In order to select the events of interest for this study, all relevant hospital and RAC event records were retrieved separately from their original sources and then joined using relevant WADLS hospital-RAC person 'linkage keys'. From among this subset of linked records, the most appropriate hospital-RAC event link was chosen by measuring the closeness in time of the hospital and RAC event dates. For those individuals where there was a choice between different RAC event types, the match to the earlier RAC event was selected.
Overall, this N strategy resulted in 8106 links between hospital separations and entry (or re-entry) into RAC during the period of interest. Because of the high level of the accuracy of person links, these links were used as the reference linkage in this study.
Event-based (E) linkage
Event-based E linkage strategies link records by using event dates and event characteristics information in conjunction with limited demographic data. The purpose of this strategy is to allow identification of related events for people when there is insufficient non-event information to establish person links as a precursor to identifying related events. The resulting linked dataset may vary depending both on how much of this information is used when identifying links, and how particular data items are used to specify the linkage process.
To make the most of the availability of a reference dataset (i.e. N links) a step-wise approach was taken to comparing match results and refining the E linkage strategy:
• Match using a specific version of E linkage
• Compare results to N linkage
• Identify shortcomings
• Consider options for improvement
• Test proposed improvement.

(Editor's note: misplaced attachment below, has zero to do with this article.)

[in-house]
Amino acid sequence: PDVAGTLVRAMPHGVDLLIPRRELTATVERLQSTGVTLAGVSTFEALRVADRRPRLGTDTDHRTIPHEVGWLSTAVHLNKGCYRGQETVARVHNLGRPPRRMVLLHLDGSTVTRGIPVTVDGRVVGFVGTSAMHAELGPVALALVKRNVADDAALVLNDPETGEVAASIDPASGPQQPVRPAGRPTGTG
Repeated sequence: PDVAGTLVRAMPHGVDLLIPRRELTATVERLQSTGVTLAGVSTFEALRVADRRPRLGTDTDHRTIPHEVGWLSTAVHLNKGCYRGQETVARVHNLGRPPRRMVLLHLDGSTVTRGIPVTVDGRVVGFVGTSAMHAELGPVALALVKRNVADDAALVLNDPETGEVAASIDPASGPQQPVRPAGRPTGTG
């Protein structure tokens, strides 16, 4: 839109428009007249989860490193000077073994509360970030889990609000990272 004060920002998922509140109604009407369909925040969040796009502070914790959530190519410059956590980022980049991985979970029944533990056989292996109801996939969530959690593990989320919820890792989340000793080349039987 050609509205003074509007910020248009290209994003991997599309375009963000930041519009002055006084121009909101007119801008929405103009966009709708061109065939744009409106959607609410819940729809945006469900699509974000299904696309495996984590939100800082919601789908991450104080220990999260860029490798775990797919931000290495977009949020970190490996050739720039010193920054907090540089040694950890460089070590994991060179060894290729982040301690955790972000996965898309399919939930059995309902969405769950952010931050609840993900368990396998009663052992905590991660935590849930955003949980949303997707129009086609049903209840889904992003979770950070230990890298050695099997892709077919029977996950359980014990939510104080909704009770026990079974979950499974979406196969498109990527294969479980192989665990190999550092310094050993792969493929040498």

Basic E linkage – as used in the feasibility study  – was initially used to establish the accuracy of the simplest form of E linkage in the current context. Under this strategy, all hospital and RAC events, irrespective of their characteristics, were matched on the single hospital exit/RAC entry transition date and the date of birth, sex, and region of usual residence of the client. Statistical local groups (SLGs, derived from a concordance between local government administrative regions and postcode) were used as the match region.
The initial E linkage (as above) was applied using a single transition date and without taking into account how the two data collections were derived or whether there was other information that could be used to improve the matching process. The two datasets did in fact contain a range of information about their respective events. Variables on the datasets that could assist in isolating preferred transitions were identified by considering the actual relationship between the hospital and RAC events and ascertaining which, if any, variables on the two datasets might help to describe this relationship. Questions considered to identify variables that could assist in the linkage process were as follows:
(a) A hospital episode has a start and an end date, with the latter being the transition date for hospital-RAC transition events. Are there additional event date data on the RAC dataset that relate to the hospital episode dates?
(b) Is there any information on the hospital data which indicates how the hospital event started or which sector the patient came from?